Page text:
Main Hoon Shahid Afridi, meaning I am Shahid Afridi, is a must-watch for anyone with an interest in cricket. It portrays the dream of thousands of young boys in Pakistan, of all classes, who aspire to a career in the sport, while also explaining the complex emotions Pakistanis associate with cricket and why cricketing legends such as Shahid Afridi, who makes a cameo at the end of the film, are among the national role models.
Waar is a fast-paced thriller that emulates a Hollywood blockbuster full of guns, action sequences and a central theme of terrorism. The film explores terrorist and counterterrorist units through a Pakistani lens, telling the story of a retired security officer who takes up his post once more to save the country from a major attack. If you are interested in experiencing a thriller from the perspective of a Pakistani film-maker, in this case Bilal Lashari, then Waar, which is high on many a list of top 10 Pakistani movies, should not be missed.
Shah is a biopic that follows boxer Syed Hussain Shah, who won a bronze medal at the 1988 Seoul Olympics. The film portrays the reality of Pakistani slums such as Lyari, where Shah was born in 1964, and the struggle required to break out of poverty, even if you possess immense talent. It features interviews with Shah, and adds in thrilling boxing sequences to bring his story to life.
Moor is an aesthetic masterpiece. There are so many unexplored regions and subcultures in Pakistan, and the focus of this film is on the desert of the Balochistan province. It’s about the country’s railways and the people who work on them, as well as family dynamics, and touches on subjects such as exploitation and corruption.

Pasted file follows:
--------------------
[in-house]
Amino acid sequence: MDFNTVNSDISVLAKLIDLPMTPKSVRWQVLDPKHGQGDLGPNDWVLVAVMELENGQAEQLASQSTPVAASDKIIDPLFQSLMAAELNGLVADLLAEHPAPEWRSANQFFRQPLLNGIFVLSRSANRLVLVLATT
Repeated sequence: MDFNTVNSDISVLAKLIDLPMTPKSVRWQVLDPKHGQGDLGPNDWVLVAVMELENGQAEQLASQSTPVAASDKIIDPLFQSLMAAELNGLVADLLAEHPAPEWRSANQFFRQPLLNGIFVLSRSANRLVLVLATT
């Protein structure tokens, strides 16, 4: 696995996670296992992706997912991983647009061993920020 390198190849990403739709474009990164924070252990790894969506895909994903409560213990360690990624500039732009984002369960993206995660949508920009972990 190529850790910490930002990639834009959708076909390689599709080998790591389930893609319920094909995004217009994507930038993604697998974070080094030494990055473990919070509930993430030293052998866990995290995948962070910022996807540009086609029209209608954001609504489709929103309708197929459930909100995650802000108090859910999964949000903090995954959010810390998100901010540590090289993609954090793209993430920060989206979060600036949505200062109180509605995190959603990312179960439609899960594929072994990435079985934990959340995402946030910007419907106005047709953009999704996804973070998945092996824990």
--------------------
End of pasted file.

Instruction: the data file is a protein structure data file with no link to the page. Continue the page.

Manto, a biopic about Saadat Hasan Manto, one of the most prolific Pakistani writers, is a good example of why Pakistani movies were once highly regarded around the world. With a script filled with the philosophical truths of life, this movie uses Manto’s often controversial short stories to expose the hidden and dark realities at play in the newly emerging state of Pakistan. Manto was born in 1912 and lived through the Partition of India and Pakistan, which he opposed and called an “overwhelming tragedy”.
This blockbuster comedy entertains and engages with a light-hearted portrayal of Pakistani society and the stereotypes that run rampant in it. It’s about four friends who take the trip of a lifetime to Bangkok. All the paradoxes and ironies of Pakistan’s supposedly conservative culture are challenged by the progressive, rebellious youths. It went on to become the highest-grossing Pakistani film, beating the record previously held by Waar. The sequel, Jawani Phir Nahi Ani 2 (2018), is the current holder.
Punjab Nahi Jaungi plays on the culture clash between the rural and urban communities of Pakistan. Although a comedy, the central character is an archetypical feudal lord besotted with a city girl; it’s an important commentary on the inequalities between social classes, and on how difficult it can be for people on either side of this divide to understand one another.